In the light of all these aspects, we support that the training of mentors should be considered in our country as a priority area by policy makers, and by researchers and teachers who are concerned with providing professional support in the development of beginner teachers. In the legislative documents mentioned above there are regulations in this respect, which should be taken into account in all schools: the mentor teaching position for the professional induction of trainee teachers can be obtained after being successful in a specific competition, regulated by a methodology, and organized by the county school inspectorates. The teachers who become mentors and belong to the body of mentors benefit from a reduction of the teaching load by two hours per week in the year when they carry out the mentoring activity. Preschool and primary school teachers who are mentor teachers and belong to the body of mentor teachers receive additional remuneration as hourly pay. The mentor teacher coordinates the activity of 1-2 trainee teachers, depending on how they are appointed by the county council for mentoring. Unfortunately, as it was shown by this research, in reality this does not happen yet. There are numerous mentor training programs, and our university provides post-graduate courses for teachers to obtain this status. There is openness both on the side of experienced teachers and on that of the beginner ones.

By the research conducted we confirmed some essential aspects of the mentor –mentee relationship. Thus, a mentor can help the apprentice to develop a professional network and a personal one, and induct the apprentice in their own network of experts and professionals. A good mentor will want to make sure that the apprentice gains confidence and independence as a result of mentoring and is, eventually, capable of going ahead on their own feet. The mentor can help the development of interpersonal and organizational abilities. On the other hand, mentoring involves a collaboration policy (Pop, 2016, p.307): collaborative working groups will be set up, stimulated and accepted as components of the teaching culture. This kind of collaboration assumes the existence of some shared experience and practices, the use of similar tools and of a common language among colleagues. Newcomer teachers should be treated as being of the same worth as the other, older ones.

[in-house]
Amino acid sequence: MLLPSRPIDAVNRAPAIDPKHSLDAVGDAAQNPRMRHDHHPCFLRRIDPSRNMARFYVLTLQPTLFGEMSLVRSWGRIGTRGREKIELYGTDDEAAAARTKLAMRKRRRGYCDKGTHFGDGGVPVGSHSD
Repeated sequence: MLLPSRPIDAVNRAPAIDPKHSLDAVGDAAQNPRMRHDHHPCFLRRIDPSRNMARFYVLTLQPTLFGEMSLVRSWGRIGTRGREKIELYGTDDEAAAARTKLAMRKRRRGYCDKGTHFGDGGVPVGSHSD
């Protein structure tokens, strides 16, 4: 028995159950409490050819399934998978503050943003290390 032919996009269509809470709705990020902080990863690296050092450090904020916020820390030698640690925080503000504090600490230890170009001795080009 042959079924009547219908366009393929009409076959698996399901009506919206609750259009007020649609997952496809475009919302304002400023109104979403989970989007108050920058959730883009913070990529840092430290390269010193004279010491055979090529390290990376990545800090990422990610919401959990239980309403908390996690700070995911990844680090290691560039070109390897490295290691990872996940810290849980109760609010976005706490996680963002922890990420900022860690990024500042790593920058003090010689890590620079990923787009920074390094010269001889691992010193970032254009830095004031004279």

Taking into account the situation in our country, the mentor fulfils their role right in the vulnerable points identified in the induction practiced by the Romanian education system: insufficient encouragement and guidance of self-reflection, the requirement to optimize the connection between the needs and expectations of the beginner teacher and the actual expectancies of the institution. The mentor should intervene in the induction program by their function of optimizing the integration of the young person in the life of school community in which they arrive. For the time being, mentoring is missing from the induction process practiced by the Romanian school, but we hope that in the future its role will be acknowledged.


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15 August 2019

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Educational strategies,teacher education, educational policy, organization of education, management of education, teacher training

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Bradea*, A. (2019). The Role Of The Mentor In The Activity Of The Beginner Teacher. In E. Soare, & C. Langa (Eds.), Education Facing Contemporary World Issues, vol 67. European Proceedings of Social and Behavioural Sciences (pp. 703-712). Future Academy.